Oh My! Parking is never easy at the best of times, but it looks like the driver of the car above unwittingly choose the spot which would become a Sinkhole! Yikes!
Today's post is a response to one of my clients who emailed me with the following question:
“A neighbour has offered to sell me his parking space in my condominium for $24,000. Do you recommend I purchase it instead of renting a second parking space for $125 per month? The monthly common fee for a parking space in my building is $50 per month.”
For those who have ever faced this predicament, here's my reply to my client on why he should purchase a second parking space.
Instead of renting a second spot for $125 per month, consider putting $12,000 in cash down plus closing costs and blending the remaining $12,000 onto your condominium's existing mortgage. Today, a five year mortgage at 3.5 percent with a 20 year amortization is about $70 per month. Add the parking space condominium common fee of $50 per month and the space will cost you about $120 each month.
In other words, for $12,000 down + closing costs, you can pay the same to own a parking space versus pay the rent you currently do, plus never face a rental increase on the parking space as long as you occupy your residence.
Now, if you sell the parking space after five years the value of the parking space will be your original cost + the increase in market value. Five years ago, when you purchased your condominium, a space was $15,000. It's now $24,000. If the parking space continues to increase at $1600 per year as it has for the past five years, the market value five years from now calculates to be $33,000.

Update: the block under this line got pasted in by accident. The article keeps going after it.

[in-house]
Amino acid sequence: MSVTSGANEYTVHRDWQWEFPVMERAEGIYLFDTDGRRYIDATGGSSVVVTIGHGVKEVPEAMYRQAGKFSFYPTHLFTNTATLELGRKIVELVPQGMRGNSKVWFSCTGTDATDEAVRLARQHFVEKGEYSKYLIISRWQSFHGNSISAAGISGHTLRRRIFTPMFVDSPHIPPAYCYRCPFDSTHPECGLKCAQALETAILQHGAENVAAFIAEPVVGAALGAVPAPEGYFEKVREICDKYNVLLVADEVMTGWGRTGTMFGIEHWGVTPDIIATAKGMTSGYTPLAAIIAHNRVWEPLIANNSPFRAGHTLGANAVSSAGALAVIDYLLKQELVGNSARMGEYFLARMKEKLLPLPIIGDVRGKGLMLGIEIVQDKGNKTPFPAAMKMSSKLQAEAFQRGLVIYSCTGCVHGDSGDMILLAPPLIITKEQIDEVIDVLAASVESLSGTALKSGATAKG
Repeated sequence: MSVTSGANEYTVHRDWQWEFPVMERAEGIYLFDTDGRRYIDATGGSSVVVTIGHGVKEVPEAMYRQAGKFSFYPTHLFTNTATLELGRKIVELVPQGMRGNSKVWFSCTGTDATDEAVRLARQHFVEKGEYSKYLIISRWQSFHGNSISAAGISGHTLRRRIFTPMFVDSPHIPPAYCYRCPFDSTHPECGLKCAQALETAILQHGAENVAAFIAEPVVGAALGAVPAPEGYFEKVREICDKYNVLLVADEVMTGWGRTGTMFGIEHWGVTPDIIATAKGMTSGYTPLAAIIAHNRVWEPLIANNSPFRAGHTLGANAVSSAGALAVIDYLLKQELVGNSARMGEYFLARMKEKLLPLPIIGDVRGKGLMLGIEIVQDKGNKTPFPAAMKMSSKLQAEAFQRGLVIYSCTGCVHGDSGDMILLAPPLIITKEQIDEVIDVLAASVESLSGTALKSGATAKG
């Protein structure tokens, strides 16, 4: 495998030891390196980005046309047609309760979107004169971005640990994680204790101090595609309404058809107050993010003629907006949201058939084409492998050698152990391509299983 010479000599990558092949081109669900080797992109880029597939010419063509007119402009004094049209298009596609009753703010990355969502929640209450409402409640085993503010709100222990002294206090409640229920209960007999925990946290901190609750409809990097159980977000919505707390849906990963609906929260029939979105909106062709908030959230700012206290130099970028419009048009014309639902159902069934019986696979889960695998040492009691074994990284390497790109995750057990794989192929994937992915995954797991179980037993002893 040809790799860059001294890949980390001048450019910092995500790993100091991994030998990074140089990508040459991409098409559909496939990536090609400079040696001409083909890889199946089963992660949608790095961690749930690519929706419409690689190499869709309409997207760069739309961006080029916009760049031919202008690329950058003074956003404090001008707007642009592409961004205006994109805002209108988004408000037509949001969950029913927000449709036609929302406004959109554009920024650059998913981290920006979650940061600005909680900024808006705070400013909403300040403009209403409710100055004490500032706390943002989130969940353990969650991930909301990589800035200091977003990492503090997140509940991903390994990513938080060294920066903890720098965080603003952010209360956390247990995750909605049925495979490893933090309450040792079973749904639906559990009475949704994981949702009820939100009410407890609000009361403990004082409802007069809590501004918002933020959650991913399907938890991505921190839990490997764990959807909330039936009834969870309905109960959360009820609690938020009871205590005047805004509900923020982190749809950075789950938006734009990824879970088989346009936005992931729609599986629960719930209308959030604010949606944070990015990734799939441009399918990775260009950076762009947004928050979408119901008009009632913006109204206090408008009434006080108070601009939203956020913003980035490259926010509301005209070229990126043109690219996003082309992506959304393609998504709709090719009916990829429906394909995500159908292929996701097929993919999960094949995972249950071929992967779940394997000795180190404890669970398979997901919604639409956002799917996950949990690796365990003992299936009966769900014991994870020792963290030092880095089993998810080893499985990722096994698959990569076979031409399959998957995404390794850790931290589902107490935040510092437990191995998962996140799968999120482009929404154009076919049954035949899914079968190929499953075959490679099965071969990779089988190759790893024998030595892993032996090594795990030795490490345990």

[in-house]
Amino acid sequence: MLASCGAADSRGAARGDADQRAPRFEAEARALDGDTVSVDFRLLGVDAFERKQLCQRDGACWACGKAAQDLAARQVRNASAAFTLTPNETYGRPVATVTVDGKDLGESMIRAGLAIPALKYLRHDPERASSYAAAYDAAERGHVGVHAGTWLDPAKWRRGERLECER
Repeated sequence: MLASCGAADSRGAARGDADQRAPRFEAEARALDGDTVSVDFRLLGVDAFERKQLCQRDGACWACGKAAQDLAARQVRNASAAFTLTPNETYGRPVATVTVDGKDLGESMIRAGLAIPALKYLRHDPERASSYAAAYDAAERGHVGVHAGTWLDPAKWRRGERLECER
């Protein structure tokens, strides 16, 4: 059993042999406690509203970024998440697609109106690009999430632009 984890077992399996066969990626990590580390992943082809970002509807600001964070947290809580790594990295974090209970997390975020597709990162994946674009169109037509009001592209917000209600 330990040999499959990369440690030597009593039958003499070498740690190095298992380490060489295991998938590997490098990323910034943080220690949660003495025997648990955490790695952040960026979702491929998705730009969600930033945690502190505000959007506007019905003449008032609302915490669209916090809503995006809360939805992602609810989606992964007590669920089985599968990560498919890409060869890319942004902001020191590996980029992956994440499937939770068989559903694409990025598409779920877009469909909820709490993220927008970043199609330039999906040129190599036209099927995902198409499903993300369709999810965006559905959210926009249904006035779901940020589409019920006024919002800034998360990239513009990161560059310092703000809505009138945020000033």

On that basis, your original $12,000+closing costs would give you a $7000 return on investment should you sell your property with two parking spaces (very rare and desirable) or you sell the second parking space to another resident (most condominiums restrict parking ownership only to other condominium complex owners) five years from now.
In addition, at the point of sale five years from now you would owe a balance of around $10,000 on the original $12,000 mortgage. That means, in addition to the $7000 increase in market value five years from now, you'd also have paid off $2000 of your mortgage-debt.
Based on this, there's a potential total gain of $9000 in five years at around the same cost of the $125 per month you're currently paying to rent the second space now. The requirement is that you put $12,000 + closing costs down.
The mitigating factor here is the parking space must increase in value at the same rate as it has for the past five years. However, even if it doesn't increase at all (unlikely), you will be building $2000 in equity by paying off part of the principal of your mortgage. You're also protecting yourself from parking rent increases. If the rent increases to $175 per month, over the next five years you'll have avoided an additional $3000 in rental payments!
If you can buy a parking space for $24,000 in a downtown Toronto condominium, I consider it a reasonable investment with minimal risk.